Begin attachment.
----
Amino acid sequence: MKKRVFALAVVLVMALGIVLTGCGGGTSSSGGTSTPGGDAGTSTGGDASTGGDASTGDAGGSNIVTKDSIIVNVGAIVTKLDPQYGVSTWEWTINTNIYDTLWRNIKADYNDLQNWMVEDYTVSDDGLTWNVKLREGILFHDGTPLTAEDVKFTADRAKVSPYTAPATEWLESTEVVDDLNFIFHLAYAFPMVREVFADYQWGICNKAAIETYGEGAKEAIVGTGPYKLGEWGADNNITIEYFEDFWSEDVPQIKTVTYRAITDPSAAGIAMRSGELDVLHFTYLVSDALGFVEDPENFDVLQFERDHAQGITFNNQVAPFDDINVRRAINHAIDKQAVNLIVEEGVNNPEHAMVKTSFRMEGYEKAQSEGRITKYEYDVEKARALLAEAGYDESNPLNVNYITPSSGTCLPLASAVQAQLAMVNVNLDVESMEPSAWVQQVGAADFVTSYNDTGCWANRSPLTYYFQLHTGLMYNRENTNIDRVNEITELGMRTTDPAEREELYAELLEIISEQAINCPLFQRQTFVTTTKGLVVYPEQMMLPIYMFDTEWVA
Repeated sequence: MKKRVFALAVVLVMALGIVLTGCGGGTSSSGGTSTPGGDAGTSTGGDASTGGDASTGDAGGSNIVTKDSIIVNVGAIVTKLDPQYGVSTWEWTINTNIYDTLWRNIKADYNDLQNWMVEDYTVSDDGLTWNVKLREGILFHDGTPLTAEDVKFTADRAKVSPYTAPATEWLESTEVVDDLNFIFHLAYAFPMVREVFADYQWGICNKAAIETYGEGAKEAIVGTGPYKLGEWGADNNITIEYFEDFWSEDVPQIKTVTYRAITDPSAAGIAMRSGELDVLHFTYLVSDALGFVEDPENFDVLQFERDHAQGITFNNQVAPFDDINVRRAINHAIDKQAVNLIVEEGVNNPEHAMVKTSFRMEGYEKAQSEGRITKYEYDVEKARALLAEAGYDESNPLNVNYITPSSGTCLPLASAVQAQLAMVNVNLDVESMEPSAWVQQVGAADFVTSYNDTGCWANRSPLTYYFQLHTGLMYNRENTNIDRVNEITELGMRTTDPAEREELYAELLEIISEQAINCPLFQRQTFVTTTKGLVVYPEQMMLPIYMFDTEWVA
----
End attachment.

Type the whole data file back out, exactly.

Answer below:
Amino acid sequence: MKKRVFALAVVLVMALGIVLTGCGGGTSSSGGTSTPGGDAGTSTGGDASTGGDASTGDAGGSNIVTKDSIIVNVGAIVTKLDPQYGVSTWEWTINTNIYDTLWRNIKADYNDLQNWMVEDYTVSDDGLTWNVKLREGILFHDGTPLTAEDVKFTADRAKVSPYTAPATEWLESTEVVDDLNFIFHLAYAFPMVREVFADYQWGICNKAAIETYGEGAKEAIVGTGPYKLGEWGADNNITIEYFEDFWSEDVPQIKTVTYRAITDPSAAGIAMRSGELDVLHFTYLVSDALGFVEDPENFDVLQFERDHAQGITFNNQVAPFDDINVRRAINHAIDKQAVNLIVEEGVNNPEHAMVKTSFRMEGYEKAQSEGRITKYEYDVEKARALLAEAGYDESNPLNVNYITPSSGTCLPLASAVQAQLAMVNVNLDVESMEPSAWVQQVGAADFVTSYNDTGCWANRSPLTYYFQLHTGLMYNRENTNIDRVNEITELGMRTTDPAEREELYAELLEIISEQAINCPLFQRQTFVTTTKGLVVYPEQMMLPIYMFDTEWVA
Repeated sequence: MKKRVFALAVVLVMALGIVLTGCGGGTSSSGGTSTPGGDAGTSTGGDASTGGDASTGDAGGSNIVTKDSIIVNVGAIVTKLDPQYGVSTWEWTINTNIYDTLWRNIKADYNDLQNWMVEDYTVSDDGLTWNVKLREGILFHDGTPLTAEDVKFTADRAKVSPYTAPATEWLESTEVVDDLNFIFHLAYAFPMVREVFADYQWGICNKAAIETYGEGAKEAIVGTGPYKLGEWGADNNITIEYFEDFWSEDVPQIKTVTYRAITDPSAAGIAMRSGELDVLHFTYLVSDALGFVEDPENFDVLQFERDHAQGITFNNQVAPFDDINVRRAINHAIDKQAVNLIVEEGVNNPEHAMVKTSFRMEGYEKAQSEGRITKYEYDVEKARALLAEAGYDESNPLNVNYITPSSGTCLPLASAVQAQLAMVNVNLDVESMEPSAWVQQVGAADFVTSYNDTGCWANRSPLTYYFQLHTGLMYNRENTNIDRVNEITELGMRTTDPAEREELYAELLEIISEQAINCPLFQRQTFVTTTKGLVVYPEQMMLPIYMFDTEWVA